The basic rule you need to keep your spending in check is one of the oldest - and it still applies

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If planning is not your style, sticking to this basic rule is the best way to go.

Allocate 50 per cent of your income to essential costs such as rent or mortgage, bills and food. Then, allow 30 per cent for discretionary spending and personal expenses.

With the final 20 per cent, use this wisely by putting it into savings, paying off existing debt or investing.

That 20 per cent is usually where the temptation to spend rather than save arises. If you think you cannot resist the urge, consider keeping that 20 per cent in a separate account, out of sight and out of mind.

1. Build and maintain a practical monthly budget that will put you on track to achieve your financial goals

And stick to it! Creating a written plan will help you allocate your hard-earned funds to the right things, and spare you the guilt associated with unnecessary spending. Treat your budget as a financial calendar where you can note your independent variables such as birthdays, bills, and school fees, so you can foresee large expenses and avoid the last-minute scramble.

Plus, it’s not all bad… Having a monthly budget allows you to have accurate visibility on how much you can afford to treat yourself. That way, you know how much you can spend on yourself without the constant worry of having a defunct bank account plaguing you. If you need a tool to get you started try ASIC’s quick and easy online budget planner.

2. Get your bills under control

Bills are the bane of our financial existence. For some, bill paying is a robotic process, resulting in passiveness towards those extra hidden costs, or those additional megabytes of internet data that were charged out of nowhere. The attitude can be ‘whatever, let’s just pay it off and be done with it.’

If this sounds like you, it’s time to call your service provider and attempt to re-negotiate better deals. Taking control of your bills can immediately accelerate your savings and get you to the finish line quicker. Do some research on the different providers in the market, often quoting competing rates to your current providers can earn you a significant discount.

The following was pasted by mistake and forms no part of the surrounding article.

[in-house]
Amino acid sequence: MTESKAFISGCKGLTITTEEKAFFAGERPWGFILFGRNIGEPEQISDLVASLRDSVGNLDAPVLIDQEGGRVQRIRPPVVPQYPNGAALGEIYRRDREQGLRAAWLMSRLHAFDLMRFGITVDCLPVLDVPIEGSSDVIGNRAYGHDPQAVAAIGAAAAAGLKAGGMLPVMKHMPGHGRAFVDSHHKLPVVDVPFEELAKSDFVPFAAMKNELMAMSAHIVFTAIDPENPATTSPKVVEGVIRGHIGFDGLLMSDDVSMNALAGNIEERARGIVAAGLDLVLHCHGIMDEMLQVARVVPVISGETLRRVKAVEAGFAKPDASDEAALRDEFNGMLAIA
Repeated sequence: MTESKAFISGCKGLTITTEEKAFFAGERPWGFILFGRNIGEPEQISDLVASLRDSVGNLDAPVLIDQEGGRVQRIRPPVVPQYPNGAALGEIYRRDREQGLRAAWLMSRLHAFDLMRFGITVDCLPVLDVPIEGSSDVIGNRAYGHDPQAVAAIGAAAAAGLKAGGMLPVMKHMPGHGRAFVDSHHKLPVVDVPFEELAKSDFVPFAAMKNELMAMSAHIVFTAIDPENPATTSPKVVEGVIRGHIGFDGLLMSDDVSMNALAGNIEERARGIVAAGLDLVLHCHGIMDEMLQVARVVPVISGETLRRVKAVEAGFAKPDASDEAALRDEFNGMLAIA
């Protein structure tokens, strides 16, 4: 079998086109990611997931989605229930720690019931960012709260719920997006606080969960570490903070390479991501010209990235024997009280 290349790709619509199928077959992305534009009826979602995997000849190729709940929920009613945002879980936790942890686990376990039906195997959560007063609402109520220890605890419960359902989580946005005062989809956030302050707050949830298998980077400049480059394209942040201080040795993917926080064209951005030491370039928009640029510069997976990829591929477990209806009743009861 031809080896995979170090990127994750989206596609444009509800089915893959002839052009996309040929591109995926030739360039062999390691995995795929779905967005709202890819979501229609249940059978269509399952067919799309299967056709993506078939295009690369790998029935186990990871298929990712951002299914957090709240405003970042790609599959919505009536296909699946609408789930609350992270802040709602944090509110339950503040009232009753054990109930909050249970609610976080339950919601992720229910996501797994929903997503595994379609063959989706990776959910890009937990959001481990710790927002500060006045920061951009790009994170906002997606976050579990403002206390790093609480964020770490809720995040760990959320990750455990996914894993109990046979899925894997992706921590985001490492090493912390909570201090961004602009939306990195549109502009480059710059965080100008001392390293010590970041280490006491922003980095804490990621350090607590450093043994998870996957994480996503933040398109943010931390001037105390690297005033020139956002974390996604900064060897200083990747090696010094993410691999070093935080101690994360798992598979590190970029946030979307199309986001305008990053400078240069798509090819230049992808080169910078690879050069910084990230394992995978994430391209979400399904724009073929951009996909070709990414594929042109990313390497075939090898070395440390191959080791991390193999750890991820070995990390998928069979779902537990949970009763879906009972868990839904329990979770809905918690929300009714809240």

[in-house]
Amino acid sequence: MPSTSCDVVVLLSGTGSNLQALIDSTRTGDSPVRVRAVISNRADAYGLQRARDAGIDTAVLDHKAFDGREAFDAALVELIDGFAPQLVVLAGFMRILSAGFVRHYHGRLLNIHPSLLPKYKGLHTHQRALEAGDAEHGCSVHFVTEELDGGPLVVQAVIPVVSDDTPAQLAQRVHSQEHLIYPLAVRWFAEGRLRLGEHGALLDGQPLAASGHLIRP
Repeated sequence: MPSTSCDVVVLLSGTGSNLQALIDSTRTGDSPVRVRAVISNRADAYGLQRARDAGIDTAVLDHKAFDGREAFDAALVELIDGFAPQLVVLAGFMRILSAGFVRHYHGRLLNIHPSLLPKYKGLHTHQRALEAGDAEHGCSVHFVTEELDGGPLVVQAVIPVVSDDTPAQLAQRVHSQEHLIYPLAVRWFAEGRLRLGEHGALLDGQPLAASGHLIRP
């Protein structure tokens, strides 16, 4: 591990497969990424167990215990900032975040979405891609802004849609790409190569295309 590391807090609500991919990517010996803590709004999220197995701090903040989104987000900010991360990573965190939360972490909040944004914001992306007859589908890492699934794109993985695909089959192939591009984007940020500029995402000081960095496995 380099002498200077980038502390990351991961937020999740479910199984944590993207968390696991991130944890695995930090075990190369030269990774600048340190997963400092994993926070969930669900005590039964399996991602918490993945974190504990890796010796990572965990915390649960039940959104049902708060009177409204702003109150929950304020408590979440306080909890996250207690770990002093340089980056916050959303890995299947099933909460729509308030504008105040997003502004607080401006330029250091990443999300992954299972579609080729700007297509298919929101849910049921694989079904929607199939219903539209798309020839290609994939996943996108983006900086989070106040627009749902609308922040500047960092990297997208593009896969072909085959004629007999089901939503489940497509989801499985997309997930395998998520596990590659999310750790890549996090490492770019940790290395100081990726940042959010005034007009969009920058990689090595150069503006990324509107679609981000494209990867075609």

For the serial late bill payer, your first resolution should be to set up reminders, alerts or even blaring alarms to remind you to pay your bills on time and avoid those wasteful late fees.

3. Stay on top of your finances by holding onto your receipts and keeping a record of all your purchases

Far from hoarding, holding on to receipts will give you a reality check on how much you actually spend on non-essential items or services. The diligence will be worth your while when it comes to preparing for next year’s tax returns and getting more bang for your buck!

4. Get organised and know what your direct debits are

Set-and-forget payments are convenient, but we are prone to forget what we are paying for, and where that money is coming from. Get organised and consolidate recurring payments like bills, Netflix and gym memberships which may be spread across numerous credit cards, to be paid through your PayPal account. That way, you can see all your transactions in one place, and when your credit card expires, you only have to update it once. Using PayPal also adds a layer of security to protect your information and money from scammers.

Extra tip for safety.

If you are struggling – ask for help. The ASIC website has a list of financial counsellors who can provide free and confidential advice for anyone dealing with financial issues. You can also call the National Debt Helpline for free on 1800 007 007.

Brian McDonnell is the director of mid-market and small business at PayPal Australia.

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